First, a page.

How Much is Enough?

All over Saudi Arabia, Twitter users have voiced their outrage to a sentence, which was presented to Fayhan al-Ghamdi for the torture and murder of his 5-year old daughter, Lama.  Although the country of Saudi Arabia has primarily been seen as one that favors the death penalty, al-Ghamdi was sentenced to eight years in prison and 600 lashes.  Several social media users have compared the injustice of the sentence provided to the preacher with minimal crimes, which have received almost a similar punishment.  Recently, a Saudi activist was convicted and sentenced to almost a similar punishment for violating an anti-cybercrime law.  However, just a year ago a Saudi Arabian mother was sentenced to the death penalty for the torture and ultimate death of her seven-year old stepdaughter.  Why should this situation be treated any differently?

 

Unlike the somewhat lenient sentence provided to al-Ghamdi, in the United States most sentences for first degree murder vary between which state the crime occurs in.  If a suspect commits a first degree crime in a state such as Florida, the suspect will either be condemned to the death penalty or life in prison without the possibility of parole.  Other states provide sentencing of a first degree murder in two-tiers, depending on the ability of the prosecution to prove that certain factors were present.  The first tier offers a range of years up to and including life in prison.  Those who fall into the second tier face much graver circumstances.  This tier involves the options of either life without possibility of parole or the death penalty.

 

What do you think the appropriate punishment for a crime such as this should be?  Could it be that his sentence was at a lesser degree then others because he is a popular activist who has been seen on many televised shows? Do you think that cultural differences should play a role when it comes to sentencing?

Sources:

CNN 

Hands Off Cain

Findlaw

Image:

Google

 

2 comments

  1. In a largely religious country like Saudi Arabia it can be seen how easily the line between church and state can be blurred in the eyes of justice. Although this may seem like a grossly outrageous sentencing and a slap in the face to an individual that arguably deserves much worse it must also be taken into account the cultural differences between these societies. Not only is Saudi Arabia a patriarchal society it is also as aforementioned very religious therefore justice is easily skewed to further one of the two policies. In a case involving a preacher in the United Kingdom a Muslim preacher who tried to strangle his 16-year old daughter after she refused to enter into an arranged marriage with her cousin avoided jail. The preacher who grabbed the neck of his daughter and said ‘”If you don’t follow my rules I will kill you” was avoided jail time presumably after the cultural differences of the preacher and his “modernized” daughter were taken into consideration. This on its face seems like a terrible precedent that individuals can avoid harsh punishments due to their cultural influences but after all that is an issue to be evaluated on an individual basis.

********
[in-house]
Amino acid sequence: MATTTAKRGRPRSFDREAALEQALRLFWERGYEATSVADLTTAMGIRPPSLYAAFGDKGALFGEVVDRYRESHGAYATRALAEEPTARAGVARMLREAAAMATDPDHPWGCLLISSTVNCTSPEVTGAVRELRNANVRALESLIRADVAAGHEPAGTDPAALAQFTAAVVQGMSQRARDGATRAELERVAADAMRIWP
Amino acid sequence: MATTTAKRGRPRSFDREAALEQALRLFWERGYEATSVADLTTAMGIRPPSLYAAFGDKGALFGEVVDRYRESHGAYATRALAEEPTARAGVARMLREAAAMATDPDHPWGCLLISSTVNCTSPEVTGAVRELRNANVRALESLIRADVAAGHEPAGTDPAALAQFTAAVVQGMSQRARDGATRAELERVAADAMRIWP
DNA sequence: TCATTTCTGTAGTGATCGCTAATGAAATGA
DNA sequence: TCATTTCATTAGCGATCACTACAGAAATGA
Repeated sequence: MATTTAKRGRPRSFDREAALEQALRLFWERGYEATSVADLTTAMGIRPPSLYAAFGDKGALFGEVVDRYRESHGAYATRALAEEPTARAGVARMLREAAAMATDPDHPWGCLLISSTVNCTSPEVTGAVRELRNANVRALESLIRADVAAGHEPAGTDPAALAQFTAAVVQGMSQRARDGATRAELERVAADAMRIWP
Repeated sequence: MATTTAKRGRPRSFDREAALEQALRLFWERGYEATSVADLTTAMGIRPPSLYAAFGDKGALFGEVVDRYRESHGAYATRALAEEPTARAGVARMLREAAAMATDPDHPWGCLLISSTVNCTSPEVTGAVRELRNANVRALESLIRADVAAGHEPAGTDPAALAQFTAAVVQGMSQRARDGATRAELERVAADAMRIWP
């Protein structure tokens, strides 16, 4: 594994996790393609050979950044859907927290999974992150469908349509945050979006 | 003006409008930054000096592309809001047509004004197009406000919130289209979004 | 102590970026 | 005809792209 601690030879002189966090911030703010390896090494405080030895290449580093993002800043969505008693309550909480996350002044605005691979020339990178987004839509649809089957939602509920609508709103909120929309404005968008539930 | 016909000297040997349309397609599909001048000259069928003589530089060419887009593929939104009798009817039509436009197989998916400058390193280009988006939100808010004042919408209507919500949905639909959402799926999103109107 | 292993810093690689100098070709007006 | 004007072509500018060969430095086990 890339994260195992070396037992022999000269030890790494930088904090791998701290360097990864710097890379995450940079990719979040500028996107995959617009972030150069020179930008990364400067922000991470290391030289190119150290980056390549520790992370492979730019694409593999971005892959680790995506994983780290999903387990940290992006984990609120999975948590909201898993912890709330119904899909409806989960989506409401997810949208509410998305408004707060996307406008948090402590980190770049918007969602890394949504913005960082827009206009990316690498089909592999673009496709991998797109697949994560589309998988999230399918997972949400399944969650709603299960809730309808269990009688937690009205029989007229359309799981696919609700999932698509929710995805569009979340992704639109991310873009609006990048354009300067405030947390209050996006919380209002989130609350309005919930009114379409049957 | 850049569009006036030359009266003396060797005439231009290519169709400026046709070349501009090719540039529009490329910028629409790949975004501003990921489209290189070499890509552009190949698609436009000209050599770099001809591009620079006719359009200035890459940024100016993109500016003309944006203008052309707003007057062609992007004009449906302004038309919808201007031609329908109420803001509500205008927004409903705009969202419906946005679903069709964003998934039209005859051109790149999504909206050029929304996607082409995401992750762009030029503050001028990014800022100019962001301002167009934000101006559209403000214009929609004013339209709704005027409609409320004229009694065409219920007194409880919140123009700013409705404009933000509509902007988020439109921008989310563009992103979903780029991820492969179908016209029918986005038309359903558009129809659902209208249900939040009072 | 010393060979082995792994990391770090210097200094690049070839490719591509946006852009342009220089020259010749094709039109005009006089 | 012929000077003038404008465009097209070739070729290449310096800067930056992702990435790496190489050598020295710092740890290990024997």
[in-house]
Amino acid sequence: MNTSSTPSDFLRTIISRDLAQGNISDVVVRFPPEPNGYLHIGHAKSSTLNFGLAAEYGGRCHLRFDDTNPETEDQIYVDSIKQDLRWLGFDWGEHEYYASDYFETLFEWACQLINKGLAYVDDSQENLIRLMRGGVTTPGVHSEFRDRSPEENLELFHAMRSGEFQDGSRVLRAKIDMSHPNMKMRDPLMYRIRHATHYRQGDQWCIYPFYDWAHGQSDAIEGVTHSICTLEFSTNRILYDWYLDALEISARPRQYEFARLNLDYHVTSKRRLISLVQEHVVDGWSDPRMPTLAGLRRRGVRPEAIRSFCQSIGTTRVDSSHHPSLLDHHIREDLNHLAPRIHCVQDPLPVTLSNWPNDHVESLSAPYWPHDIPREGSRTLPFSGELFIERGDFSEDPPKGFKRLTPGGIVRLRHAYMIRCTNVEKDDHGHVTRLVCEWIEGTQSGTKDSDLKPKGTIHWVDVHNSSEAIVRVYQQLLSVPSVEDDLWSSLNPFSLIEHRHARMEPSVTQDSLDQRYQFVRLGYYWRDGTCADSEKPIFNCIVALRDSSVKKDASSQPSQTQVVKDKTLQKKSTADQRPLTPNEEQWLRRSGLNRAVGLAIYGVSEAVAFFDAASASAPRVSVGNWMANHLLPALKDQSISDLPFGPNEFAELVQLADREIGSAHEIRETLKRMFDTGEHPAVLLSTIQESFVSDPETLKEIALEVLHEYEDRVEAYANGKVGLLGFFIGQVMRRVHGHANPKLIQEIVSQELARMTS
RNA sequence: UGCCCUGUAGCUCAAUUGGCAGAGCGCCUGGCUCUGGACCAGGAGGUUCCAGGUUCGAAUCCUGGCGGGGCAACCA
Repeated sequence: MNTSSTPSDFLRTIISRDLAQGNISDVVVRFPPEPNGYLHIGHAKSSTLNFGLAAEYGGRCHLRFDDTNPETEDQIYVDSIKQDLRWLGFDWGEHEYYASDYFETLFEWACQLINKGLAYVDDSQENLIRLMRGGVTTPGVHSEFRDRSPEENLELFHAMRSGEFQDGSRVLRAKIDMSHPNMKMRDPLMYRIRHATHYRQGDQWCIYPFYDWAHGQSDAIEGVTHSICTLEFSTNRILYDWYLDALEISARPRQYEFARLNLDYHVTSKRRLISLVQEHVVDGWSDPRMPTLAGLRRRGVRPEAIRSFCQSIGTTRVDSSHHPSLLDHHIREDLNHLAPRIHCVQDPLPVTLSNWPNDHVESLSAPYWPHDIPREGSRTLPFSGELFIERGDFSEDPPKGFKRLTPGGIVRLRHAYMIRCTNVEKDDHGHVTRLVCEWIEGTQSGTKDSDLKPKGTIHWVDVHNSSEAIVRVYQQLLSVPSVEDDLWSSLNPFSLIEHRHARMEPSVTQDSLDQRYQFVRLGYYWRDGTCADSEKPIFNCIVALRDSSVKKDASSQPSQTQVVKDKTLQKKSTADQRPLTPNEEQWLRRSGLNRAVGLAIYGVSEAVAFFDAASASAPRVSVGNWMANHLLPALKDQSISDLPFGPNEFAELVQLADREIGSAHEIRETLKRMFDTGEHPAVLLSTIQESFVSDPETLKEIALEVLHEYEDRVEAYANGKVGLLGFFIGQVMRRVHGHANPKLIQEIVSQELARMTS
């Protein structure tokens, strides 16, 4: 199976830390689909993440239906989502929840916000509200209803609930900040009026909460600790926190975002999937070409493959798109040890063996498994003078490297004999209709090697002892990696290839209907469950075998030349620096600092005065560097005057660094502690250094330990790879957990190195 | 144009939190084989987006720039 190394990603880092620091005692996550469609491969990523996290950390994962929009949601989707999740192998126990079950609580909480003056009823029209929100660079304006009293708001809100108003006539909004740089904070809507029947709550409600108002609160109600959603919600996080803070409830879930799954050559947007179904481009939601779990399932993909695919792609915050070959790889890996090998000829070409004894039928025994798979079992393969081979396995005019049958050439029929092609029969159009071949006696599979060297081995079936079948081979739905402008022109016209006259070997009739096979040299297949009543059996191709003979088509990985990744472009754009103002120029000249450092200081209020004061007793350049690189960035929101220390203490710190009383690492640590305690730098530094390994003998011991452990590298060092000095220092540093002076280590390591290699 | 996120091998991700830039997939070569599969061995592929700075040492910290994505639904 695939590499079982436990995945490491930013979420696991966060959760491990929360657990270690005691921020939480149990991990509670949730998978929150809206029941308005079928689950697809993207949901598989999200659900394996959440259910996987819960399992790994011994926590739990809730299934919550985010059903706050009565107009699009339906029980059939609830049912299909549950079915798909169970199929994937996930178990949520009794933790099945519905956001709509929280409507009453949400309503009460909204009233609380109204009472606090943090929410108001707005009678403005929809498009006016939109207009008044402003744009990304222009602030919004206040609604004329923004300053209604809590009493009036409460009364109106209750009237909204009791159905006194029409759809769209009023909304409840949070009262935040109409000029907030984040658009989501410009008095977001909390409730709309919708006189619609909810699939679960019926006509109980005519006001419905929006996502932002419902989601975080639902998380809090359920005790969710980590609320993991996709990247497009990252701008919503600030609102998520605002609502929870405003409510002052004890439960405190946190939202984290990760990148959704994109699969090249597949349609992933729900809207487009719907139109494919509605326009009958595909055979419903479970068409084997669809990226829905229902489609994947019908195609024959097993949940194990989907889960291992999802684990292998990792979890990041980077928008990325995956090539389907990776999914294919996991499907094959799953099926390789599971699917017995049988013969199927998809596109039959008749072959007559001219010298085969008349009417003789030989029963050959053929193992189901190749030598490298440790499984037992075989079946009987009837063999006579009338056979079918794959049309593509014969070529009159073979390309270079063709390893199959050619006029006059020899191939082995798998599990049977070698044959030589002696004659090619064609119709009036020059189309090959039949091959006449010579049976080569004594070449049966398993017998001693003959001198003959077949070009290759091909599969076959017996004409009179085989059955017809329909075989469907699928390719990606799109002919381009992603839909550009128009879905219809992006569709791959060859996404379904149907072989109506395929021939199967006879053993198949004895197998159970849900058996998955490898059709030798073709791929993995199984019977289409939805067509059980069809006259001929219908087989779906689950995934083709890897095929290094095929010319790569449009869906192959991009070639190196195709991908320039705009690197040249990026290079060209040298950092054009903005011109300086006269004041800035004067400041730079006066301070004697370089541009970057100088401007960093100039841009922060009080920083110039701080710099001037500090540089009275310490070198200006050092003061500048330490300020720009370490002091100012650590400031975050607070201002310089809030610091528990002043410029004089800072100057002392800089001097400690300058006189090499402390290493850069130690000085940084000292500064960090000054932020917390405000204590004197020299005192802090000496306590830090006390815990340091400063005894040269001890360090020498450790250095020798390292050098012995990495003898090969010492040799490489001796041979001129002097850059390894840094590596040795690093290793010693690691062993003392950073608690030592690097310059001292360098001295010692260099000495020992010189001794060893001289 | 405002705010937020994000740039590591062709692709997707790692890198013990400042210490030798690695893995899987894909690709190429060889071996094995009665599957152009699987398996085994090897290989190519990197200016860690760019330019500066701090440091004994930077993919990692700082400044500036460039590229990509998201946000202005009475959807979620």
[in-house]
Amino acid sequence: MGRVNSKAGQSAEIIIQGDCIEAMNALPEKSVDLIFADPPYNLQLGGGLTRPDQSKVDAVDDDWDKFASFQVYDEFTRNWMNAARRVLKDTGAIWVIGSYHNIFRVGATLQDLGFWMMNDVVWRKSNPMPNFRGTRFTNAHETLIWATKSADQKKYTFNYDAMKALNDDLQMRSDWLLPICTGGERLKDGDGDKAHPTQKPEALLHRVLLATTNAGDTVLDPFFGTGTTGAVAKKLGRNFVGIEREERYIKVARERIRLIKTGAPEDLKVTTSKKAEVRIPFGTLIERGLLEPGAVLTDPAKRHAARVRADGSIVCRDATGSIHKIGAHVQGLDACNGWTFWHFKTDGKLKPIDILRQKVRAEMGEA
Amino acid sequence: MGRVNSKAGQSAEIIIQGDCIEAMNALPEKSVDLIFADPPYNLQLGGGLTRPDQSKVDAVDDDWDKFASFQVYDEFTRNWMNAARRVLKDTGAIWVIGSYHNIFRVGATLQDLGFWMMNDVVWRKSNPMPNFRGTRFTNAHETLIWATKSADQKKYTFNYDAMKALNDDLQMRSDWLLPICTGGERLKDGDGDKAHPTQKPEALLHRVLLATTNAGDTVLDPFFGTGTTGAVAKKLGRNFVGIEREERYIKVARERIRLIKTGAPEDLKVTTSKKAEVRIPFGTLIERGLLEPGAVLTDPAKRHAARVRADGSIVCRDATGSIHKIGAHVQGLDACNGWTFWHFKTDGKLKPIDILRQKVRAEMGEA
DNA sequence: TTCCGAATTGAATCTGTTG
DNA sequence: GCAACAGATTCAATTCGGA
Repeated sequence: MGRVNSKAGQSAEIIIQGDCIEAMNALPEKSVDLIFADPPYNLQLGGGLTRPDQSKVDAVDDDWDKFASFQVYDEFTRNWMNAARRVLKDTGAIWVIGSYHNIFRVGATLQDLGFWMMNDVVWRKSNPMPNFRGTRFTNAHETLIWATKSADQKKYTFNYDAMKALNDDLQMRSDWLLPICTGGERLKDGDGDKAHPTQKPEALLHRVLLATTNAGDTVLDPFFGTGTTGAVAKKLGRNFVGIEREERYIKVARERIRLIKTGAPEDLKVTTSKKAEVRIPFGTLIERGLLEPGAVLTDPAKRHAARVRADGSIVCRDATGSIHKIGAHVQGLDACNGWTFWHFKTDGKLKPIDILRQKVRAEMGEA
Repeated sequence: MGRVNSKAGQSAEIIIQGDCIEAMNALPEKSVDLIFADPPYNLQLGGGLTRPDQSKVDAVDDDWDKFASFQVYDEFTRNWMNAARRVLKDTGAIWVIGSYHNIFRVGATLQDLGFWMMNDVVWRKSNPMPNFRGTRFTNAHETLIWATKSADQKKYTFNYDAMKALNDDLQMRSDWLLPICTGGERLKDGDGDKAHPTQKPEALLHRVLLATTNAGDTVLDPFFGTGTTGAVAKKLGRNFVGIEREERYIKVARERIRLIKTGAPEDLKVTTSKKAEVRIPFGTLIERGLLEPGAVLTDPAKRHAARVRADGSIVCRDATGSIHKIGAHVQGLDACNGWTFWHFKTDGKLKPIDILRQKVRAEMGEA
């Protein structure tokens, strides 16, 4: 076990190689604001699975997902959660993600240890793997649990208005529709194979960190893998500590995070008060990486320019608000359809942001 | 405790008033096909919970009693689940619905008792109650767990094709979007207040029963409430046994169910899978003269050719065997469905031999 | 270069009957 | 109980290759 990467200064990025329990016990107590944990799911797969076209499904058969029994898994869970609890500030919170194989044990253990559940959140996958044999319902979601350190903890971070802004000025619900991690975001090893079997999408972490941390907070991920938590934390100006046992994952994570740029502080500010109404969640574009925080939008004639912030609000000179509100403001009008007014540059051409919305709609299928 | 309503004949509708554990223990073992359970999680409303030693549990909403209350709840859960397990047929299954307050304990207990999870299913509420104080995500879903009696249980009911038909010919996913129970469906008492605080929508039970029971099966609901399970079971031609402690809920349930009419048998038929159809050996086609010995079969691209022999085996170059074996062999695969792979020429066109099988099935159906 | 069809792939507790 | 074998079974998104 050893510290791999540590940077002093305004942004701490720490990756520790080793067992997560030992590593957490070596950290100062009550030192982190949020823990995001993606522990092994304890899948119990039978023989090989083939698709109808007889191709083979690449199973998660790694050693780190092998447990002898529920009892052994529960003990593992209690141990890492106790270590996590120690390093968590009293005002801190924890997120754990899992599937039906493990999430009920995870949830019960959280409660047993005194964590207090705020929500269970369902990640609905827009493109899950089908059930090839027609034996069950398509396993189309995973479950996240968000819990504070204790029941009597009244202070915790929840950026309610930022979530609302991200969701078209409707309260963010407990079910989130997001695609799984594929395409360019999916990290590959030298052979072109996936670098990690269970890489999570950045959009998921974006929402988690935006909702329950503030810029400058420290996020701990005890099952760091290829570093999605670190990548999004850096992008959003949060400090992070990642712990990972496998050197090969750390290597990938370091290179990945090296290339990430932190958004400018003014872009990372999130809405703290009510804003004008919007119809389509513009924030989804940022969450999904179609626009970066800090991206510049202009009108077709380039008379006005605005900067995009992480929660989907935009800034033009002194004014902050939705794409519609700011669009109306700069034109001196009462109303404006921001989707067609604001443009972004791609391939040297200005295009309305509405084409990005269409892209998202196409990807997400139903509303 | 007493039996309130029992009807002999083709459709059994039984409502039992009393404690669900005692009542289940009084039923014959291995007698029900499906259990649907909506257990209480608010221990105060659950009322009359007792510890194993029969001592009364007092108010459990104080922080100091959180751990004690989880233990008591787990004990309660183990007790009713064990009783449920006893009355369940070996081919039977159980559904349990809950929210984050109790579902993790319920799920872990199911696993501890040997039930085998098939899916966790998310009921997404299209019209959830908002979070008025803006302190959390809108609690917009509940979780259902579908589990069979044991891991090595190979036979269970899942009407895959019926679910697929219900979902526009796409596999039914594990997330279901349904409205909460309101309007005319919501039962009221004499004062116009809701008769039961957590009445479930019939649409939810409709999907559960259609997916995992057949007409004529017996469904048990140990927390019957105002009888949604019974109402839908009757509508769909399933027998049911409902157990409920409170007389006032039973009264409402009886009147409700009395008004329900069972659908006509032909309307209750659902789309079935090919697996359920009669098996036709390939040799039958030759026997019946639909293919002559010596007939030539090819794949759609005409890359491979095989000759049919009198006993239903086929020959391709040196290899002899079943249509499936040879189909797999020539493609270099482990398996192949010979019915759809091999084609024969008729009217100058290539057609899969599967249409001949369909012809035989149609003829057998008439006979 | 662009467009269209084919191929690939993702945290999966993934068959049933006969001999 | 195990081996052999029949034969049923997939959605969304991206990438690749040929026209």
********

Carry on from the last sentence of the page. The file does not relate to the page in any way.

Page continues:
2. This story is such a tragedy and I believe Saudi Arabia made the wrong decision in sentencing al-Ghamdi to only eight years. I do not understand the discrepancies between his case and the case of the Saudi Arabian mother who killed her stepdaughter and received the death penalty. While one would assume that the identity of the particular defendant came into play, since al-Ghamdi was a popular activist, I think gender has an effect on the rulings of the Saudi Arabian court. This is a male defendant who killed his female daughter. Unfortunately this ruling will most likely not deter others from committing such a crime.

    While I do believe cultural differences among countries should play a role to some degree when it comes to sentencing, I think basing it on gender is wrong. While religious and moral values can be a valid justification for the court’s decisions, when it is so violative to a particular group and not another, there is no fairness in that. Ms. Ibrahim does bring up an interesting point when she distinguishes the death penalty laws of the differing states. In comparing this to the discrepancies of Saudi Arabian law, while not every murderer in the United States is subject to the death penalty, they still receive a relatively harsh sentence.

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